Sunday, May 30, 2010

Preserving our environment for our children

By UNRE Public Relations


One thing we owe the future generations of Papua New Guinea, is to ensure that we leave them with an environment which is at least as good as it is today.

This is according to University of Natural Resources and Environment (UNRE) lecturer, Joachim Pitala.

Mr Pitala, who lectures in natural resources and plant nutrition, said managing our natural resources, land, water, plants and animals was one of the greatest challenges facing PNG today.

He said present data indicated that over the past 30 years, the major causes of deforestation and forest degradation in PNG had been logging and subsistence agriculture with net forest changes of 48.2 % and 45.6 %, respectively.

Mr Pitala said the question one might ask is if there were ways of combining agriculture and forestry management practices that could provide goods and services to people while at the same time, play a role in the protection and conservation of our major natural resources, particularly renewable natural resources.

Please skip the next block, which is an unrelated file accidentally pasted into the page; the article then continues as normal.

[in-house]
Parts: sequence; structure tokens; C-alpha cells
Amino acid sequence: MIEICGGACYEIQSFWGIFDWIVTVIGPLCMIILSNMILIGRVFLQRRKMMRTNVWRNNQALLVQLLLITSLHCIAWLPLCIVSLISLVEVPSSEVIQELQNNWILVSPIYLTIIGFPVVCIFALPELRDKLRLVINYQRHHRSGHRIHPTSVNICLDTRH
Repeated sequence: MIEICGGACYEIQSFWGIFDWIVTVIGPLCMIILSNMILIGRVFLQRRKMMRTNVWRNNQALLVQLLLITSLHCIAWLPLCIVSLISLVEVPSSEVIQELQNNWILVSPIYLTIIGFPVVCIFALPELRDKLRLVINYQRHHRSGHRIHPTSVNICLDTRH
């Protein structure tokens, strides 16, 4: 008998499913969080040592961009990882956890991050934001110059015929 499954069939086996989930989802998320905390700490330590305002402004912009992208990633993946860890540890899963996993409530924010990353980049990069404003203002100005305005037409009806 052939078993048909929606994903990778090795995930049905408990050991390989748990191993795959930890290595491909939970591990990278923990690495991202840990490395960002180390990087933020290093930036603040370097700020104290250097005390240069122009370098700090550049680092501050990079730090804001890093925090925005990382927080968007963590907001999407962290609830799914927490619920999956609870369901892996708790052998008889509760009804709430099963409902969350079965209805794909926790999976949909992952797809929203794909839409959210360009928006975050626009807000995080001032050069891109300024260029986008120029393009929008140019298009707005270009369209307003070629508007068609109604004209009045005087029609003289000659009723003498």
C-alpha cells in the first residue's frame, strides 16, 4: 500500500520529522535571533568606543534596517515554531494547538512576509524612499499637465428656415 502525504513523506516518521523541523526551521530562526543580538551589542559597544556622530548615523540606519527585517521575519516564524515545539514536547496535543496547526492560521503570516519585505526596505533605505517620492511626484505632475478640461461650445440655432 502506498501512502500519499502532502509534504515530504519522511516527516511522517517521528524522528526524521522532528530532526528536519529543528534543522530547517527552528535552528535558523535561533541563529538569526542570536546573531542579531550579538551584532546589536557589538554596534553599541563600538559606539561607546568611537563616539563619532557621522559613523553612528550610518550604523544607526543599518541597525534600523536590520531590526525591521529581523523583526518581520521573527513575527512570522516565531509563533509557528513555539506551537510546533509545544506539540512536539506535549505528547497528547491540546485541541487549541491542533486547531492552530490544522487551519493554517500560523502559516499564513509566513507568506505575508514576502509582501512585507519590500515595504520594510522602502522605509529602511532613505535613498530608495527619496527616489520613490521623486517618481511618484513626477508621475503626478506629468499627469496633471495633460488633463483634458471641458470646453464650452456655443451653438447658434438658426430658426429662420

He said a variety of land-use practices exist that combined the production of agricultural crops, livestock production, forestry and other production systems which provided ecological stability and sustainable benefits to uses of land.

Those practices are commonly known as agro-forestry land-use interventions.

Mr Pitala said agro-forestry was not a new system or concept to PNG.

He said while the term was new, the practice was very old.

“Papua New Guineans have been raising trees and crops together traditionally on the same garden land.

“The crops provide foodstuff, whilst trees provide foods as well as wood for construction of houses, fuel wood, shelter, clothing, tools, recreation and many more,” he said.

The lecturer said the International Council for Research in Agro-forestry (ICRAF) defined agro-forestry as a “collective word for all land-use systems and practices in which woody perennials are deliberately grown on the same land management unit as crops and /or animals”.

He said it was a multi-tiered concept that could be broadly divided into three functional elements: agriculture, forestry and environmental functions.

Mr Pitala said from the ICRAF definition it was clear that the aim of agro-foresty was twofold.

This was to conserve and improve the site, which was, land; and to optimise the combined production of forestry and agricultural crops and animal husbandry.


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